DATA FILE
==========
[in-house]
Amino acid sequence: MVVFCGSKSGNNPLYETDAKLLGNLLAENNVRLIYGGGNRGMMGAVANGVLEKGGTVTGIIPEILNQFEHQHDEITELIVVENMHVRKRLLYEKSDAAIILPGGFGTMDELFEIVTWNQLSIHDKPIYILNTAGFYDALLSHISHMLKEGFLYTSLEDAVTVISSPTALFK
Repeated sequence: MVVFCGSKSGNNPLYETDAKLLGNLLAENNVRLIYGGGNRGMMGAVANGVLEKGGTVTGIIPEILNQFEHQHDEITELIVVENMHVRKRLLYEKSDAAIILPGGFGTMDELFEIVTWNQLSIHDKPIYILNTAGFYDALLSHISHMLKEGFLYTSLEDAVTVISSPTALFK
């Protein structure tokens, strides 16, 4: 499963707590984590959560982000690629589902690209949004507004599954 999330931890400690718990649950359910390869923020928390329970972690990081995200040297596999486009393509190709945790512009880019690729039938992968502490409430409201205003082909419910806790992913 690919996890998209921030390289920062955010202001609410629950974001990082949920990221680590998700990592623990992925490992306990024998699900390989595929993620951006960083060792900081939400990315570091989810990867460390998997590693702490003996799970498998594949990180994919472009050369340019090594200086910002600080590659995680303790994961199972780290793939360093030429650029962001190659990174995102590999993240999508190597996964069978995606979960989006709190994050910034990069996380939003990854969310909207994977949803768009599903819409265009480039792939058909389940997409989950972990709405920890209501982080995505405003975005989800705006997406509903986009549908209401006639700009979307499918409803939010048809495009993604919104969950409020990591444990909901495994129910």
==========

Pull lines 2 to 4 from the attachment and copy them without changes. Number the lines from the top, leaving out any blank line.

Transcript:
Amino acid sequence: MVVFCGSKSGNNPLYETDAKLLGNLLAENNVRLIYGGGNRGMMGAVANGVLEKGGTVTGIIPEILNQFEHQHDEITELIVVENMHVRKRLLYEKSDAAIILPGGFGTMDELFEIVTWNQLSIHDKPIYILNTAGFYDALLSHISHMLKEGFLYTSLEDAVTVISSPTALFK
Repeated sequence: MVVFCGSKSGNNPLYETDAKLLGNLLAENNVRLIYGGGNRGMMGAVANGVLEKGGTVTGIIPEILNQFEHQHDEITELIVVENMHVRKRLLYEKSDAAIILPGGFGTMDELFEIVTWNQLSIHDKPIYILNTAGFYDALLSHISHMLKEGFLYTSLEDAVTVISSPTALFK
């Protein structure tokens, strides 16, 4: 499963707590984590959560982000690629589902690209949004507004599954 999330931890400690718990649950359910390869923020928390329970972690990081995200040297596999486009393509190709945790512009880019690729039938992968502490409430409201205003082909419910806790992913 690919996890998209921030390289920062955010202001609410629950974001990082949920990221680590998700990592623990992925490992306990024998699900390989595929993620951006960083060792900081939400990315570091989810990867460390998997590693702490003996799970498998594949990180994919472009050369340019090594200086910002600080590659995680303790994961199972780290793939360093030429650029962001190659990174995102590999993240999508190597996964069978995606979960989006709190994050910034990069996380939003990854969310909207994977949803768009599903819409265009480039792939058909389940997409989950972990709405920890209501982080995505405003975005989800705006997406509903986009549908209401006639700009979307499918409803939010048809495009993604919104969950409020990591444990909901495994129910």